Unable to overcome its base’s devotion to the status quo, the White House has given up on entitlement reform, thereby throwing in the towel on addressing long-term debt. Democrats’ fiscal policy now extols slashing defense, squeezing domestic discretionary spending and letting middle class entitlements (and public-employee unions) shift government expenditures from the needy to the middle class (and often that segment of the middle class affixed to the Democratic Party’s political machine).
On foreign policy, however, the left’s disarray is the most glaring. Liberals defended Obama’s foreign policy (or lack thereof) for five years. Now, with mass murder in Syria, an invasion of a European ally, Iranian intransigence and widespread contempt for the administration from foes and allies alike on the international scene, the left has entirely lost its bearings. Bret Stephens exposes some of the worst elements, paraphrasing the left’s odd defense of Vladimir Putin:
[I]sn’t Mr. Putin merely duplicating the tough-guy tactics conservatives favor when it comes to the pursuit of American interests? “For Putin, an anti-Russian government in Kiev is illegitimate regardless of how it takes power,” writes Peter Beinart, “For many American hawks, the same is now true for a pro-Chávez government in Latin America or an Islamist government in the Middle East.” Mr. Beinart calls Mr. Putin a “Russian Neocon.” Thus does cold-blooded foreign policy “realism” blend with the embarrassed apologetics of postmodern liberalism to become the enabler of Russian revanchism.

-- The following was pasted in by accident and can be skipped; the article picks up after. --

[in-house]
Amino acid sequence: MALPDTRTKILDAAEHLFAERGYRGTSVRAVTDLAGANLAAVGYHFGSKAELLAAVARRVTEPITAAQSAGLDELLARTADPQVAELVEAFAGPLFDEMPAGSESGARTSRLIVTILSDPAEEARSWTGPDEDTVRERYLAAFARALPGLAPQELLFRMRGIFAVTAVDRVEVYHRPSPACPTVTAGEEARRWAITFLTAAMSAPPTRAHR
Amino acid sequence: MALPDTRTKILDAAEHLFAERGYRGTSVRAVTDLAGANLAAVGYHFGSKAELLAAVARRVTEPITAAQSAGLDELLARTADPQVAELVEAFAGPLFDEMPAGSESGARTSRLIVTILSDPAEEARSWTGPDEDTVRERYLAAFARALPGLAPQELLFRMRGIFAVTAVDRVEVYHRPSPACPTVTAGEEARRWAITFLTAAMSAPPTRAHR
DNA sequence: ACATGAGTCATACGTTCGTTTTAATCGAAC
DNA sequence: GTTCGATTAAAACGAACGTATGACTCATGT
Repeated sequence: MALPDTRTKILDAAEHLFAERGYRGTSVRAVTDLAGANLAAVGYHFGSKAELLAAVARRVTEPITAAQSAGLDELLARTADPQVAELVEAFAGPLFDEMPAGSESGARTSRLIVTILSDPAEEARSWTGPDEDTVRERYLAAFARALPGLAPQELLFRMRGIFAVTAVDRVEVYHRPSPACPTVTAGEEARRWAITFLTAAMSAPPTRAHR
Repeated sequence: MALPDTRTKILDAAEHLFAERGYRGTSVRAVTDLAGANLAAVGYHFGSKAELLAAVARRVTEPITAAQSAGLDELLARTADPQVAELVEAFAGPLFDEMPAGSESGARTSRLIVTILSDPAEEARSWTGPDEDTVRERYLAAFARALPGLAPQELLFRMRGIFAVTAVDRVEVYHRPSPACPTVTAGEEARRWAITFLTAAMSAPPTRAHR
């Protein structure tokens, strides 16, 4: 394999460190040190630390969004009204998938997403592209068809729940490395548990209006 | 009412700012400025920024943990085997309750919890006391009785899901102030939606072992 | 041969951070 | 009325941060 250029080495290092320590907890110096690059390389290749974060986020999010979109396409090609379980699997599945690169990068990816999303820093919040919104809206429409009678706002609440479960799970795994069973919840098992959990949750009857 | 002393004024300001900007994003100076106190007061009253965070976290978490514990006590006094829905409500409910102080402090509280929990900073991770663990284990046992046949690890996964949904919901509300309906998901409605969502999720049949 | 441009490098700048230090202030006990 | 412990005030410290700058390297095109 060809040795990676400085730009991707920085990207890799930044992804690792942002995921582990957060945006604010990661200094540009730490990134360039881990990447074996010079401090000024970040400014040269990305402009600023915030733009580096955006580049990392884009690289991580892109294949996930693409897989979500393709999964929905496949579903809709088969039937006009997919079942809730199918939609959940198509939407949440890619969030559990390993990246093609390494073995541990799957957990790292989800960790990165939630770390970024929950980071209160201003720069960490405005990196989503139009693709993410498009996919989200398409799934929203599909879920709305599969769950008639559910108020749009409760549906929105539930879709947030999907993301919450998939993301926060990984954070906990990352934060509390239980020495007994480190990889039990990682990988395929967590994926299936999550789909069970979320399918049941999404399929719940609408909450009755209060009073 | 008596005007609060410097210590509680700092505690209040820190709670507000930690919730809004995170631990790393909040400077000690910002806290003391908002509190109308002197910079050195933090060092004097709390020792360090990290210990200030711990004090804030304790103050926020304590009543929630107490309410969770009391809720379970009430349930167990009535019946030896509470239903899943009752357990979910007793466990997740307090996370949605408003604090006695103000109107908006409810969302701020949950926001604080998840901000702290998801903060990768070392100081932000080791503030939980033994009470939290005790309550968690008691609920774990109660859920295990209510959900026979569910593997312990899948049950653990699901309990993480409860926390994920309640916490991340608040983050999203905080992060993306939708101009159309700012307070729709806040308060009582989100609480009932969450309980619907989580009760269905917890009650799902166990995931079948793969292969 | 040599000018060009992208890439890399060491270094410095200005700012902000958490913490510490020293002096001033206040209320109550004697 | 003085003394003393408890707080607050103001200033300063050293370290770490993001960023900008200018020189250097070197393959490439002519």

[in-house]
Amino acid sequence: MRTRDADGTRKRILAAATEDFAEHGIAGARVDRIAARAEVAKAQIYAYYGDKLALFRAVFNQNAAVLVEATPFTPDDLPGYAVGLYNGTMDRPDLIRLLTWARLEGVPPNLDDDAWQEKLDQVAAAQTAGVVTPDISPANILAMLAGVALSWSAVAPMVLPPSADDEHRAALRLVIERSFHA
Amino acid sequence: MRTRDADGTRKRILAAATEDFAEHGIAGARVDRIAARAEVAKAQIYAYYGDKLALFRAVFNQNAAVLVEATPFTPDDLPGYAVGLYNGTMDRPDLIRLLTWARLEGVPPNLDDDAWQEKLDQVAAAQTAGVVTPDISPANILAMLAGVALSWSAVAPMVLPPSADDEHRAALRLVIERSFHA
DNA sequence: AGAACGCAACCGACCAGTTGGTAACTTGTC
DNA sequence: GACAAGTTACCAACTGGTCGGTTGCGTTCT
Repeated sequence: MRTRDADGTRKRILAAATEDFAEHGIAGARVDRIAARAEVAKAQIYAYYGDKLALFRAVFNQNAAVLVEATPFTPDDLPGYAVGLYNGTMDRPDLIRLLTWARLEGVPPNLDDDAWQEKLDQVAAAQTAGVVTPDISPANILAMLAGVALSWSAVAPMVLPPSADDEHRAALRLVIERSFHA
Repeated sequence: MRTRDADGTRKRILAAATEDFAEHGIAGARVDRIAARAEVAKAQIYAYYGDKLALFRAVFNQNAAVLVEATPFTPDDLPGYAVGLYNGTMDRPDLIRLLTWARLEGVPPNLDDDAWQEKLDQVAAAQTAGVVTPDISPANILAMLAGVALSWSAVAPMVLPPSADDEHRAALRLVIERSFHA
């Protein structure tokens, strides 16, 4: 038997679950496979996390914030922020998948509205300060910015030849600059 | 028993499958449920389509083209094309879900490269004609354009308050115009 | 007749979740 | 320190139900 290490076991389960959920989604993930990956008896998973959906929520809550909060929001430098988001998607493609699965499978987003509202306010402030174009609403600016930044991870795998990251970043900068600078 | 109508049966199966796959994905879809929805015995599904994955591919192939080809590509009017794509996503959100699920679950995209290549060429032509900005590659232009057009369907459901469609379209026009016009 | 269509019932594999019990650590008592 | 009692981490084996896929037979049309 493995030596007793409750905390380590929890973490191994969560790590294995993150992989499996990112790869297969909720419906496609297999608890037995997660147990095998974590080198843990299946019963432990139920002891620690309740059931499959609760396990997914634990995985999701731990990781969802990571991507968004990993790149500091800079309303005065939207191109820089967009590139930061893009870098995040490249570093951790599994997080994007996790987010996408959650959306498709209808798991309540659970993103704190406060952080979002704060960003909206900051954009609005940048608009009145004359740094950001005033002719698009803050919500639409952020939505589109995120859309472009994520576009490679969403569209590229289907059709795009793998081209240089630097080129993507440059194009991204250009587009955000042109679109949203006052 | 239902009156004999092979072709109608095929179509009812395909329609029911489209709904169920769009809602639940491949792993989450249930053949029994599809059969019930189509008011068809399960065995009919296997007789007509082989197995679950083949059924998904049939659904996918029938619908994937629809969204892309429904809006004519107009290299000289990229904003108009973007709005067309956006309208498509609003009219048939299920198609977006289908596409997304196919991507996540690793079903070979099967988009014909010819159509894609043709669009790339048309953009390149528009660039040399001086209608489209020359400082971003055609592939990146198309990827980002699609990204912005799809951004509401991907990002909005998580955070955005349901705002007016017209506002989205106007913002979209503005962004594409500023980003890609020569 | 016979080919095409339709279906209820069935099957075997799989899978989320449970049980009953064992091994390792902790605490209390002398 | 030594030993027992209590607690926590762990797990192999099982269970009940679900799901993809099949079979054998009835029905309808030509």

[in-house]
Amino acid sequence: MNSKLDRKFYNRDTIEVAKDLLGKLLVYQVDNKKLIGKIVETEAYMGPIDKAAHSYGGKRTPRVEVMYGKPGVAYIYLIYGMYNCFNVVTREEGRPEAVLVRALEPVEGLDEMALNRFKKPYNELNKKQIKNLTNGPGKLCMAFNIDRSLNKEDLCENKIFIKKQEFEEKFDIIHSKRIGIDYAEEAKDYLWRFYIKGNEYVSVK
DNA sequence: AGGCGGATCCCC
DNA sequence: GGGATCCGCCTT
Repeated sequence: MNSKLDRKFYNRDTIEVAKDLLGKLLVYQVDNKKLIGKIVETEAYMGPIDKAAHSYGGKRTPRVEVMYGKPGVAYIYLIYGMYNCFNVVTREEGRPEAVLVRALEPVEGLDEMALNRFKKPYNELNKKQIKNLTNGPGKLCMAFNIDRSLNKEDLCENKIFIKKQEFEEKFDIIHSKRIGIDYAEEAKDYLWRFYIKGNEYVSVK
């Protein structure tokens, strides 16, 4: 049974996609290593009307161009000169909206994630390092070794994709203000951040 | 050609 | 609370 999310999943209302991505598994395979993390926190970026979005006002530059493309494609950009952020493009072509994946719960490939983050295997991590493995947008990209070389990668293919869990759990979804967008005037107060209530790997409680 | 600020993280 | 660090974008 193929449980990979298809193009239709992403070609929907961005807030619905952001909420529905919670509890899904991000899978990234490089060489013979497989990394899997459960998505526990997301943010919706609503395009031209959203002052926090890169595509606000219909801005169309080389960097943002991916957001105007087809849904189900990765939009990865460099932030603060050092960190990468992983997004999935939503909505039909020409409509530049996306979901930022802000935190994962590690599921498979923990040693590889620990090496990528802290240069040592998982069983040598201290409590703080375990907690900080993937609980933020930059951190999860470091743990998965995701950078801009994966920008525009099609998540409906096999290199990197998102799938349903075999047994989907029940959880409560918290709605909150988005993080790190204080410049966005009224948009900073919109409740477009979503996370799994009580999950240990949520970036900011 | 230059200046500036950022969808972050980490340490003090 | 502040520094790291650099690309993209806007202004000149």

In adopting Sen. Rand Paul (R-Ky.) as their pet — look how inclusive they are! — the left finds common cause with his hysterical accusations about our government’s anti-terrorism efforts and his denigration of real threats in favor of imaginary ones. Former GOP staffer John Feehery reminds us:
[I]f you listen to Sen. Rand Paul (R-Ky.), you would think that the NSA is akin to the KGB. Paul, who fancies himself as a leading Republican contender for the White House, went to the University of California at Berkley (the once and future hotbed of radical thought) and got himself a standing ovation for his attack on the NSA. He made the spurious claim that the NSA was listening in on our cellphone conversations. As he told the crowd in California, “I believe what you do on your cellphone is none of their damn business.”
Such comments make for great theater, but they are absurd on their face. The NSA couldn’t care less what you tell your girlfriend on your cellphone — unless, of course, your girlfriend is a terrorist. This theory that the NSA is some sort of malignant cancer on the body politic is not only factually wrong, it is reflexively dangerous. . . .